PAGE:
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Sarbit renews a love affair with U.S. stocks

A fund manager who is renowned for keeping a cash hoard sees new opportunities south of the border


After sitting on large amounts of cash for much of the past decade, money manager Larry Sarbit is on a cross-border shopping spree.

His fund, IA Clarington Sarbit U.S. Equity, is now 80 per cent invested in 21 U.S. stocks. And he hasn't finished buying. "I am buying two or three [stocks] right now - we're pretty close to being fully invested," said the founder of Winnipeg-based Sarbit Advisory Services Inc., which oversees $304-million in assets.

Mr. Sarbit has attracted attention in the past for his willingness to hold large amounts of cash during periods when he thinks the market is overvalued, unlike most fund managers who insist on staying fully invested or nearly so. He had more than 90 per cent of his fund's assets in cash in 2002 and 2003 following the implosion of the dot-com bubble, and over 60 per cent in late 2008 just before he sold his investment firm to IA Clarington Investments Inc.

He began to move out of cash in the middle of last year when he noticed that most investors were still shunning U.S. stocks because the country had been at the epicentre of the 2008 financial crisis.

"Clients were asking advisers whether there was any U.S content in a fund they were going to buy," he recalled. "That was how negative it was. If it had U.S. content, forget about it. ... It just struck me that everyone was paralyzed when it came to buying U.S. stocks."

He began to buy U.S. equities, and his purchases turned out to be fruitful. IA Clarington Sarbit U.S. Equity, which hedges its U.S. dollar exposure, posted a 32.6-per-cent gain for the year ended March 31 versus 10.7 per cent for the S&P 500 composite total return index in Canadian dollars.

Mr. Sarbit says in retrospect he should have begun to buy U.S. stocks sooner. "I did get frightened about the general economy [after the market collapse in 2008]," he acknowledged. "I should have been buying the hell out of the market, but we corrected that in 2010."

Bargains were still plentiful last year, he said. "We were finding companies with double-digit free cash flow yields. We bought Coca-Cola at 11 times earnings."

Mr. Sarbit also owns Iconix Brand Group Inc., which controls a portfolio of brand name apparel brands such as London Fog, Danskin and Joe Boxer, and licenses them to retailers and manufacturers. He bought the stock at around $14 a share, and it closed Tuesday at $21.17. "It is still trading at below 10 times free cash flow."

The manager looks for companies with a competitive advantage that can generate lots of free cash, have a recurring revenue stream and don't require constant infusions of capital. Over time, Mr. Sarbit's funds have beaten or came close to outpacing the benchmark U.S. index after fees.

At Investors Group Inc., where he ran the U.S. Large Cap Value Fund from 1987 to March, 1998, his fund posted an average annualized 19-per-cent return after fees versus 20.1 per cent for the S&P 500. When he was employed by AIC Ltd., his AIC American Focused Fund garnered an annualized return of 6.8 per cent from 1999 to 2005 versus a 5.1-per-cent loss for the index.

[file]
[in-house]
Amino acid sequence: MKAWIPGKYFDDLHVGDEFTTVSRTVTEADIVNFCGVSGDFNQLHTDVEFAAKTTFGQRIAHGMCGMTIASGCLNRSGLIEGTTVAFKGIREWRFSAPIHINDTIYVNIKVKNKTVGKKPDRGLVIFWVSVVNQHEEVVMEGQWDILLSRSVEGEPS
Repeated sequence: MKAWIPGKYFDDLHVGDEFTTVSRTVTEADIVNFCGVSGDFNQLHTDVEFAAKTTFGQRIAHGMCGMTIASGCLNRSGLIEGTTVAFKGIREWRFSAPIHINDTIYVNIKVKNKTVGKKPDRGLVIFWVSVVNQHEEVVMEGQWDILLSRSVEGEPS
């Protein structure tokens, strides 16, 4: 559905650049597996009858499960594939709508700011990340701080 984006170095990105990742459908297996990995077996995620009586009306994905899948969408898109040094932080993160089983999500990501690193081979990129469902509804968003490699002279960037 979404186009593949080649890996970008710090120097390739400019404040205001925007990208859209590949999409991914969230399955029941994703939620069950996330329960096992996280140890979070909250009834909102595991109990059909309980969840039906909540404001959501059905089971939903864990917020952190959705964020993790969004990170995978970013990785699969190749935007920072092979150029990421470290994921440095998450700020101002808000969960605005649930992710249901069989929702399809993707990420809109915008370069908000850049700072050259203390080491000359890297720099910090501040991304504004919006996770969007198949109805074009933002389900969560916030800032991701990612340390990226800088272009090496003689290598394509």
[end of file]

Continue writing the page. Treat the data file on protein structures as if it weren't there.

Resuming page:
"[Mr. Sarbit's] track record has been quite good," even though there are gaps in performance when he ran his own investment firm from 2005 to the end of 2008, said Dan Hallett of HighView Financial Group. "If you look at the record of active management in the U.S. market, that is probably the one [market] where active managers as a group are least successful even when you measure before fees."

But it is surprising that Mr. Sarbit wasn't more aggressive in taking advantage of low stock prices when the market was bottoming in 2009, Mr. Hallett said. "There were no shortage of managers who recognized the value."

Mr. Sarbit says the U.S. market is now far cheaper than a decade ago when he was mostly in cash. Back then, it was trading at about 25 to 45 times trailing earnings compared to about 17 currently, he said. "We are not finding the huge abundance [of cheap stocks] like last year, but we are still seeing bargains. ... Sooner or later they will get recognized."



Coinstar Inc.


Now $46.81 (U.S.)

Shares in the U.S.-based operator of coin-counting machines and DVD rental kiosks were punished in January after the company reduced earning estimates, but it's only because of "growing pains" from the rapid growth of the firm's Redbox DVD service, Mr. Sarbit said. Coinstar, which has relationships with Wal-Mart Stores Inc. as well as grocery and drugstore chains, expects to double the number of Redbox DVD machines to 60,000 in the United States. "We bought the stock around $41 a share, but we think it is worth $55 or more."

CVS Caremark Corp.


Now $35.80

The U.S. drugstore giant will benefit from a rising number of prescriptions as the population ages, Mr. Sarbit said. It will also get a boost from higher margins as generic pharmaceutical companies compete to supply drugs coming off patent, he added. CVS say it aims to increase earnings at 10 to 15 per cent every year over the next five years, boost dividends by 25 per cent annually over that same time and buy back $4-billion (U.S.) in stock every year. CVS stock, which trades at 10 to 11 times free cash flow, could hit $50 a share or more, Mr. Sarbit said.



Now $7.05

The seventh-largest U.S.-based accounting firm is consolidating smaller players in the industry. The firm, whose main clients are private small to mid-sized companies, throws off a lot of cash because it is not in a capital-intensive industry. "It has a 14-per-cent free-cash-flow yield," Mr. Sarbit said. CBIZ, which has been buying back a whack of its stock, could potentially reach $14 a share.

© 2007 The Globe and Mail. All rights reserved.

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